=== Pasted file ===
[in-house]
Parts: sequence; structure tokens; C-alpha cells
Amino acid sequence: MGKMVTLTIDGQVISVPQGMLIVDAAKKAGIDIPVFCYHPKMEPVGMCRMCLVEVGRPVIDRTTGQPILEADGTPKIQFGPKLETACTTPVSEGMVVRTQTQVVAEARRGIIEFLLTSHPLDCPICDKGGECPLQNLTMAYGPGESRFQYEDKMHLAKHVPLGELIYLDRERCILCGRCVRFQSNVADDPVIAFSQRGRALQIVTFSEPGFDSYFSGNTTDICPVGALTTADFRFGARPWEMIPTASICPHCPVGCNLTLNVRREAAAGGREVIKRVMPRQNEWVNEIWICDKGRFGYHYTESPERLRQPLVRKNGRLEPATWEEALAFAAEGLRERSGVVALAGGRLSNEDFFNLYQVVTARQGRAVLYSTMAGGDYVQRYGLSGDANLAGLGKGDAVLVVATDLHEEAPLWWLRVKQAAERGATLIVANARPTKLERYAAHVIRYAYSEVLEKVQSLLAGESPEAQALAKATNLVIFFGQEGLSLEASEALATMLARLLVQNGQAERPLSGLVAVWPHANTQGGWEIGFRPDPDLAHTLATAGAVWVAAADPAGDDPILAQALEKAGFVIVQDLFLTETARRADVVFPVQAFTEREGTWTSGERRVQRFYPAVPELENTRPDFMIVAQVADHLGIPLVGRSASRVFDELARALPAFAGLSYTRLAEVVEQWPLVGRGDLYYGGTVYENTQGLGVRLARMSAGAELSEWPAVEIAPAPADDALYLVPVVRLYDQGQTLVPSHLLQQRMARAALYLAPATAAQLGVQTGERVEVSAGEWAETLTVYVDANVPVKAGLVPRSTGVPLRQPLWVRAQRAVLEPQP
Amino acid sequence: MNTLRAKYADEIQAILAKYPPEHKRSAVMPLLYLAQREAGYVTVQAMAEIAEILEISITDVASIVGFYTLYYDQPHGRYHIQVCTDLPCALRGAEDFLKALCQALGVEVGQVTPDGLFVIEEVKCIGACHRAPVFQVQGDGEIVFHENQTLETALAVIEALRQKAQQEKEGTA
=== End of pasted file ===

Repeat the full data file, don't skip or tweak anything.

[in-house]
Parts: sequence; structure tokens; C-alpha cells
Amino acid sequence: MGKMVTLTIDGQVISVPQGMLIVDAAKKAGIDIPVFCYHPKMEPVGMCRMCLVEVGRPVIDRTTGQPILEADGTPKIQFGPKLETACTTPVSEGMVVRTQTQVVAEARRGIIEFLLTSHPLDCPICDKGGECPLQNLTMAYGPGESRFQYEDKMHLAKHVPLGELIYLDRERCILCGRCVRFQSNVADDPVIAFSQRGRALQIVTFSEPGFDSYFSGNTTDICPVGALTTADFRFGARPWEMIPTASICPHCPVGCNLTLNVRREAAAGGREVIKRVMPRQNEWVNEIWICDKGRFGYHYTESPERLRQPLVRKNGRLEPATWEEALAFAAEGLRERSGVVALAGGRLSNEDFFNLYQVVTARQGRAVLYSTMAGGDYVQRYGLSGDANLAGLGKGDAVLVVATDLHEEAPLWWLRVKQAAERGATLIVANARPTKLERYAAHVIRYAYSEVLEKVQSLLAGESPEAQALAKATNLVIFFGQEGLSLEASEALATMLARLLVQNGQAERPLSGLVAVWPHANTQGGWEIGFRPDPDLAHTLATAGAVWVAAADPAGDDPILAQALEKAGFVIVQDLFLTETARRADVVFPVQAFTEREGTWTSGERRVQRFYPAVPELENTRPDFMIVAQVADHLGIPLVGRSASRVFDELARALPAFAGLSYTRLAEVVEQWPLVGRGDLYYGGTVYENTQGLGVRLARMSAGAELSEWPAVEIAPAPADDALYLVPVVRLYDQGQTLVPSHLLQQRMARAALYLAPATAAQLGVQTGERVEVSAGEWAETLTVYVDANVPVKAGLVPRSTGVPLRQPLWVRAQRAVLEPQP
Amino acid sequence: MNTLRAKYADEIQAILAKYPPEHKRSAVMPLLYLAQREAGYVTVQAMAEIAEILEISITDVASIVGFYTLYYDQPHGRYHIQVCTDLPCALRGAEDFLKALCQALGVEVGQVTPDGLFVIEEVKCIGACHRAPVFQVQGDGEIVFHENQTLETALAVIEALRQKAQQEKEGTA